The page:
Is a “stay of enforcement” of a judgment within the meaning of s 15(2) of the Foreign Judgments Act brought about by s 58(3) of the Bankruptcy Act?

Talacko v Bennett [2017] HCA 15, 3 May 2017

Unanimously allowing an appeal against a decision of the Victorian Court of Appeal [1], the High Court [2] held that the majority in the Court of Appeal had erred in interpreting s 15(2) of the Foreign Judgments Act 1991 (Cth) and the effect of s 58(3) of the Bankruptcy Act 1966 (Cth).

The central issue was whether a “stay of enforcement” of a judgment within the meaning of s 15(2) of the Foreign Judgments Act was brought about by s 58(3) of the Bankruptcy Act.

Section 15 of the Foreign Judgments Act provides that a judgment creditor may not make an application to enforce in a country a judgment that has been given in an Australian court ‘until the expiration of any stay of enforcement’. Section 58(3) of the Bankruptcy Act provides that when a debtor has become bankrupt ‘it is not competent for a creditor to enforce any remedy against the person.’Land owned by Anna and Alois Talacko (who had 3 children; Jan Emil, Peter and Helena) in pre-WW2 Czechoslovakia and post-WW2 East Germany was seized after the end of Communist rule in then Czechoslovakia in 1989. Jan Emil (being the only eligible sibling to apply) was successful in having the five Prague properties restored to him. In 2009 the Supreme Court of Victoria (Kyrou J) found that Jan Emil had reneged on an agreement with the others to share the proceeds of the properties and ordered him to pay approximately 10 million Euros

Land owned by Anna and Alois Talacko (who had 3 children; Jan Emil, Peter and Helena) in pre-WW2 Czechoslovakia and post-WW2 East Germany was seized after the end of Communist rule in then Czechoslovakia in 1989. Jan Emil (being the only eligible sibling to apply) was successful in having the five Prague properties restored to him. In 2009 the Supreme Court of Victoria (Kyrou J) found that Jan Emil had reneged on an agreement with the others to share the proceeds of the properties and ordered him to pay approximately 10 million Euros in equitable compensation. Jan Emil was made bankrupt in 2011 and the majority in the Court of Appeal held that the bankruptcy did not preclude the issue of a certificate to the others to allow them to enforce the 2009 judgment in the Czech Republic against Jan Emil (who died intestate on 3 November 2014). The plurality judges in the High Court (Kiefel CJ, Bell, Keane, Gordon and Edelman JJ) held that s 15(2) of the Foreign Judgments Act prohibited the making of an application in relation to a judgment that could not, by Australian law, be enforced by execution. They identified several provisions in Commonwealth legislation where the use of the word ‘stay’ was not confined to stays imposed by courts. The “use of the word “any” in relation to “stay” is some, though perhaps not a decisive, indication of a legislative intention to comprehend any legal impediment to execution upon the judgment.” at [66]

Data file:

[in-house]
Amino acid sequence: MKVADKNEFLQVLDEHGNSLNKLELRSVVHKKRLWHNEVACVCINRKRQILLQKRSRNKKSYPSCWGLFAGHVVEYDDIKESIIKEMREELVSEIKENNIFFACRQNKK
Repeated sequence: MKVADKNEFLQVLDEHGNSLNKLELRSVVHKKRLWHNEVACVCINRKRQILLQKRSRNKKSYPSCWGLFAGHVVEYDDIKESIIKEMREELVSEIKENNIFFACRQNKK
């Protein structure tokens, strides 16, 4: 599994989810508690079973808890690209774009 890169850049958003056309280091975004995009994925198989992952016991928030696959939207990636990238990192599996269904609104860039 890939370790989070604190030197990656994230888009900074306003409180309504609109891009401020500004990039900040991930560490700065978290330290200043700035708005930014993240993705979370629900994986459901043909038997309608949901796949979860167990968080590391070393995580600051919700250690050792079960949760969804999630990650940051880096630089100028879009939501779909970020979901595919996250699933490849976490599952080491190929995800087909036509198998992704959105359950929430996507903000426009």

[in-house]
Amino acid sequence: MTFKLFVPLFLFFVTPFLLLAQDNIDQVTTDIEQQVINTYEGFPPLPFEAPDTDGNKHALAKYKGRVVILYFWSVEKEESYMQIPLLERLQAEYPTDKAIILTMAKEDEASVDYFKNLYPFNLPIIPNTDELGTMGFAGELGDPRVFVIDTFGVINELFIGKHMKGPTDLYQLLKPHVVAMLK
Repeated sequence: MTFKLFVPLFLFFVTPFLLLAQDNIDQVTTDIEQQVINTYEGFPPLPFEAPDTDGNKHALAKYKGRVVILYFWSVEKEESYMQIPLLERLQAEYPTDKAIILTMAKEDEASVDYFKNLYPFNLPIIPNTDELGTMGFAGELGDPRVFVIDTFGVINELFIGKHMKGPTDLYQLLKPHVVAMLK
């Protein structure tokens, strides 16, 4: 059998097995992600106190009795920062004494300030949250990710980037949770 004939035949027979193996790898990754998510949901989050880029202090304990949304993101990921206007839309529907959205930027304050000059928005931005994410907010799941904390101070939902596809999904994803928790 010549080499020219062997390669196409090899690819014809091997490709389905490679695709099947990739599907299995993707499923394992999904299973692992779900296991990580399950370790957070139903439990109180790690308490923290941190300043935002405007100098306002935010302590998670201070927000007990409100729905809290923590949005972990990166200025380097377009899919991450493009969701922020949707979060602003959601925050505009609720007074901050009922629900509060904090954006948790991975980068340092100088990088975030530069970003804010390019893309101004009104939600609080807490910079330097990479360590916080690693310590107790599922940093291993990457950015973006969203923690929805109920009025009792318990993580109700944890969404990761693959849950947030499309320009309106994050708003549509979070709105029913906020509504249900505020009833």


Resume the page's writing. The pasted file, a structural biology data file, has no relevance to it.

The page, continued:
The plurality judges in the High Court (Kiefel CJ, Bell, Keane, Gordon and Edelman JJ) held that s 15(2) of the Foreign Judgments Act prohibited the making of an application in relation to a judgment that could not, by Australian law, be enforced by execution. They identified several provisions in Commonwealth legislation where the use of the word ‘stay’ was not confined to stays imposed by courts. The “use of the word “any” in relation to “stay” is some, though perhaps not a decisive, indication of a legislative intention to comprehend any legal impediment to execution upon the judgment.” at [66]”It is impossible to conceive of any good reason why a judgment that cannot lawfully be executed under Australian law should be allowed to be executed in another country at the behest of an Australian court.” at [69]. There was no reason to conclude that s 15(2) was only concerned with stays ordered by a court and not stays resulting from the operation of a statute. Section 58(3) of the Bankruptcy Act constituted one such statutory stay.

“It is impossible to conceive of any good reason why a judgment that cannot lawfully be executed under Australian law should be allowed to be executed in another country at the behest of an Australian court.” at [69]. There was no reason to conclude that s 15(2) was only concerned with stays ordered by a court and not stays resulting from the operation of a statute. Section 58(3) of the Bankruptcy Act constituted one such statutory stay.

Excluding the operation of s 58(3) of the Bankruptcy Act from the reach of s 15(2) of the Foreign Judgments Act would undermine “an essential feature” of the Bankruptcy Act by enabling a judgment creditor to take individual action for the purpose of obtaining payment of a debt due to them, thus obtaining an unfair advantage over other creditors: at [72].

Gageler J agreed with the plurality judges and the observations made by Nettle J.

Nettle J was of the view that the words of s 15(2) of the Foreign Judgments Act yielded a constructional choice between a narrow understanding of “stay of enforcement [by execution]” and a more expansive interpretation of the words “stay of enforcement [by execution]” that embraces in personam anti-enforcement mechanisms. Nettle J identified Santamaria JA’s observation that if a foreign country had enacted a law like s 58(3) of the Bankruptcy Act, a judgment of a court of that country would not be enforceable in that country and could not be enforced in this country by registration. Such a judgment would not be a “final and conclusive judgement” according to the common law of Australia and consequently could not be sued upon in this country.